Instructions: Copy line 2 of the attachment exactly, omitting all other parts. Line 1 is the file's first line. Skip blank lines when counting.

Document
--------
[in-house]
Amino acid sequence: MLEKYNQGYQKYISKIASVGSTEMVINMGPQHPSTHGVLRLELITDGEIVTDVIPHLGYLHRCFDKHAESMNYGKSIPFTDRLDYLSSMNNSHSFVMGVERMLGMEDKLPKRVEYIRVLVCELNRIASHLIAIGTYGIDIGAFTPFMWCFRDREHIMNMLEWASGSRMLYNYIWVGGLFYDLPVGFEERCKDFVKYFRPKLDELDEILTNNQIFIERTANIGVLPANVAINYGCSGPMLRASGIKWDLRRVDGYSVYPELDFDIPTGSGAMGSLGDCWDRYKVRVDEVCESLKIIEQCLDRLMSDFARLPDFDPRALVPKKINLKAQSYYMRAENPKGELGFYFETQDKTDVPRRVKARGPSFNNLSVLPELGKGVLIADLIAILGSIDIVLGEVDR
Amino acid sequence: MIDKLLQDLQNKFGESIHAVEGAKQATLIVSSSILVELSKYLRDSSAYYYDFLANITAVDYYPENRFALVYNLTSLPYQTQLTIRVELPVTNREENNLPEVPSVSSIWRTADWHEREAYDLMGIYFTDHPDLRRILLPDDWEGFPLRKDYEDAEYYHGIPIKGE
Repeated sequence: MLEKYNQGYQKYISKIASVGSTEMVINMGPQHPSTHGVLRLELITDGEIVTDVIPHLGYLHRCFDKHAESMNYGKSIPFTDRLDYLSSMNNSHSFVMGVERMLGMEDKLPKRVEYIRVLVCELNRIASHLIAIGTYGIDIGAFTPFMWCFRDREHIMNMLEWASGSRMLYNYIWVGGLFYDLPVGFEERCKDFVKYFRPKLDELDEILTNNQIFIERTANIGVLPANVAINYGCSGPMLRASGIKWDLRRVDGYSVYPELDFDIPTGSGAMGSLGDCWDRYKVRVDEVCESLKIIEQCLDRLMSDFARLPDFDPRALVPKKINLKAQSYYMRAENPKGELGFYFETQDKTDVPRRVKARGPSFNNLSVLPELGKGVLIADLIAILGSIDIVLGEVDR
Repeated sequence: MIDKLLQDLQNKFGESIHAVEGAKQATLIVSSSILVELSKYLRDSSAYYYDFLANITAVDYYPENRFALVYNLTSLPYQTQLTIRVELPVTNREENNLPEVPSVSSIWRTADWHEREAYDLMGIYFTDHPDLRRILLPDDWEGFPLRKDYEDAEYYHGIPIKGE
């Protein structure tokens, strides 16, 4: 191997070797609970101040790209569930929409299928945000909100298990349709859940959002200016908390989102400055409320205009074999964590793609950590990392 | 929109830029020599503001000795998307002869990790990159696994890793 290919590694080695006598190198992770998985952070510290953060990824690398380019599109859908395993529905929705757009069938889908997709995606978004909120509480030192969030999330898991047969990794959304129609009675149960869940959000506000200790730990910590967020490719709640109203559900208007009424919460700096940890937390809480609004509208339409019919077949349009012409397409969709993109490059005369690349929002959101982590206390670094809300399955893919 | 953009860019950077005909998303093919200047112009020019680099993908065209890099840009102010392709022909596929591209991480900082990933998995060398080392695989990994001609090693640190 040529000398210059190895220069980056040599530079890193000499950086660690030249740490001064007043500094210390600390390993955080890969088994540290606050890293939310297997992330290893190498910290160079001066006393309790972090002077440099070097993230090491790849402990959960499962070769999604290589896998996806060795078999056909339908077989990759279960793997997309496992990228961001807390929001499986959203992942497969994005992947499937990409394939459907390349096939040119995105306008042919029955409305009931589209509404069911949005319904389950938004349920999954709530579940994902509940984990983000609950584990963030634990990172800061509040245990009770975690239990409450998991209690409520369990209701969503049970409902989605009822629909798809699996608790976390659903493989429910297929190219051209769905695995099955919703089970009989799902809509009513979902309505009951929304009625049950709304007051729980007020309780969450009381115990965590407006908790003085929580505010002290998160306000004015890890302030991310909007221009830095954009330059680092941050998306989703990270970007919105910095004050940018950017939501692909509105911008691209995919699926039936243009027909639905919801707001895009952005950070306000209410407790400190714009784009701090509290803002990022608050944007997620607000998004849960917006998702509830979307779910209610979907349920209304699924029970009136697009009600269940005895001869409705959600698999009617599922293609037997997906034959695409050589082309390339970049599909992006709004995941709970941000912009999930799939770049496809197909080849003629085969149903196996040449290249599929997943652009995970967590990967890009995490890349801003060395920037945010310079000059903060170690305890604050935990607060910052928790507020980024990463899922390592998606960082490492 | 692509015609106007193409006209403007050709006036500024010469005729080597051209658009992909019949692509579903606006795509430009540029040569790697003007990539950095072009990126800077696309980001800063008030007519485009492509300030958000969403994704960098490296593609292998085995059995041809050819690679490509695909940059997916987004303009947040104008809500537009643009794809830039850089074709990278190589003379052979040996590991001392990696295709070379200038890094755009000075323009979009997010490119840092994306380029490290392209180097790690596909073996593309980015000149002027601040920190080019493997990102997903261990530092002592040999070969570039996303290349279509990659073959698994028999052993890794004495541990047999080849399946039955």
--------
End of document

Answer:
Amino acid sequence: MLEKYNQGYQKYISKIASVGSTEMVINMGPQHPSTHGVLRLELITDGEIVTDVIPHLGYLHRCFDKHAESMNYGKSIPFTDRLDYLSSMNNSHSFVMGVERMLGMEDKLPKRVEYIRVLVCELNRIASHLIAIGTYGIDIGAFTPFMWCFRDREHIMNMLEWASGSRMLYNYIWVGGLFYDLPVGFEERCKDFVKYFRPKLDELDEILTNNQIFIERTANIGVLPANVAINYGCSGPMLRASGIKWDLRRVDGYSVYPELDFDIPTGSGAMGSLGDCWDRYKVRVDEVCESLKIIEQCLDRLMSDFARLPDFDPRALVPKKINLKAQSYYMRAENPKGELGFYFETQDKTDVPRRVKARGPSFNNLSVLPELGKGVLIADLIAILGSIDIVLGEVDR